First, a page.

Cluster Poll Results (tangent into OS choices)
Andrew M.A. Cater
amacater at galactic.demon.co.uk
Tue Nov 4 19:05:13 EST 2003
On Tue, Nov 04, 2003 at 05:50:57PM -0500, Joe Landman wrote:
> Andrew M.A. Cater wrote:
> >If you want an ultra stable platform to which you can freely contribute
> >code and which you can use for any purpose - try Debian "stable".
It's an idea.
> There are interesting bits in debian. I am not sure it is necessarily
> the right choice for clusters due to the specific lack of commercial
> support for cluster specific items such as Myrinet, and the other high
> speed interconnects.
Dan - if I build a _really big_ cluster, will you get Quadrics to do
Same goes for any other vendor - if you ask them nicely and make it
worth their while, they'll do it. In many cases, it's only a recompile
of a device driver to account for library differences, after all.
HP use Debian internally, IIRC. Some of the Debian developers are also
HP folk - HP are potentially looking to support more of their products
under Linux? [See, for example, Debian Weekly News for today :) ]
> Commercial compiler support for Debian (e.g.
> Intel, Absoft, et al) is largely non-existant as far as I know (please
> do correct me if I am wrong).
Compaq Alpha compilers work on the Alpha port or can be tweaked to IIRC.
I have no current expertise on big commercial compilers, however.
> Few if any commercial applications are certified to work on Debian
> (Oracle, Legato, ....) and again, please correct me if I am wrong.
Many of these will run fine without formal certification from the
Few, if any, current commercial apps run on Red Hat 4.2 / 5.0 - and
current Red Hat 7.x/8.x/9.x is now as commercially relevant. The big
commercial apps will have to retrench their markets, potentially, to
(one/both) of Novell / RH Enterprise Linux at ??$ per licence. Unless
it says RH/Novell on the box, they won't certify on something "less but
Libre" based on RH. But this is Linux - a commercial Linux app. will run
on other distributions with a little thought / planning. I'm not sure
they'll run Oracle on Scyld / ROCKS, for example.
> I simply don't see this as a universally viable alternative. Debian
> does indeed have lots of nice technical things going for it. Maybe I am
> missing some obvious point here. I do know some people have built
> clusters using it, but a few clusters does not a clustering distribution
> make. I believe someone at Cornell built Windows 2000 into a cluster.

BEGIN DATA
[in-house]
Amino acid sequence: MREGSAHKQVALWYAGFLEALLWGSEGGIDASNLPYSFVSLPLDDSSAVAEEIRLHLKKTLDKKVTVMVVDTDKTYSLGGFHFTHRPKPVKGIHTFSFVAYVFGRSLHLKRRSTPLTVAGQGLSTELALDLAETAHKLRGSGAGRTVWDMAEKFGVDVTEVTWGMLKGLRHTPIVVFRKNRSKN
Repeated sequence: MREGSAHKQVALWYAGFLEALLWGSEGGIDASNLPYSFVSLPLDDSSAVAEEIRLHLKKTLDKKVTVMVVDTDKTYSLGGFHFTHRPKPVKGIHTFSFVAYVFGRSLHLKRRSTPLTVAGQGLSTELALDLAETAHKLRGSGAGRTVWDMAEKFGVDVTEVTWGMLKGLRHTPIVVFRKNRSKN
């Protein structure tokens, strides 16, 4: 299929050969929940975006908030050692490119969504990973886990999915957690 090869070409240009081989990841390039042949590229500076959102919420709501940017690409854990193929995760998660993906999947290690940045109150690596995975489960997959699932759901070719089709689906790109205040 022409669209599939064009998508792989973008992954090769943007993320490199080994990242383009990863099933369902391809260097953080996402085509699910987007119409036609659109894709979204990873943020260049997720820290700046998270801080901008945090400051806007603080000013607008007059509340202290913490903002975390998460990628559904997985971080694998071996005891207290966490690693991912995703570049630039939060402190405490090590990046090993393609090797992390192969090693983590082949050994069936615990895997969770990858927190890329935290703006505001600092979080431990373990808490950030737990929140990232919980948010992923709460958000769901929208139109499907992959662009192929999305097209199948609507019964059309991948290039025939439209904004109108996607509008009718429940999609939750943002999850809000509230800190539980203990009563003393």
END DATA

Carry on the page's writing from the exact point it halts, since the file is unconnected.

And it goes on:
> Doesn't make Win2k a clustering OS though.
If the HPC on Linux community wants to build a clustering distribution
on their terms they can within Debian. A thousand coders worldwide who
have more than a passing interest in fun stuff can work wonders if they
see the motivation in quality and good code - a character trait I'm sure
they have in common with many cluster folk, academics and researchers :)
> The distribution matters less than the overall support for what you want
> to do with it. I believe that it might be possible to build a Gentoo
> based cluster, though I would be concerned about the length of time for
> an OS load, among other things. One of the hardest parts of a cluster
> is getting the OS on.
Getting Debian nodes up is no harder than anything else on any other
distribution - provided its not your first ever experience of Linux :)
The minimal Debian install really is fairly minimal, if that's what you
want - you can readily build from there. Want a full featured X Windows
System - apt-get install x-windows-system. Want vi ?? Apt-get install vi
/ elvis / vim / nvi ... :)
> ROCKS, BioBrew (and I understand Warewulf) make
> this ridiculously easy. Increasing the setup/management time, or making
> your life harder in general, doesn't make much sense. There is a
> Knoppix variant that does clustering (OpenMosix style). Not sure it is
> the best solution, but I would like to hear from anyone using it.
This is fun if you want an ad-hoc StoneSouperComputer - the 512 node
machine built in a night on a German TV show or the four node proof
of concept idea for a show and tell in someone's office - but I'm
not entirely sure I'd trust my most valuable data to it. But hey, like
most things KNOPPIX based its an ultra cool demo :)
Have fun - at 0015 or so Zulu time, I'd better get some rest :)
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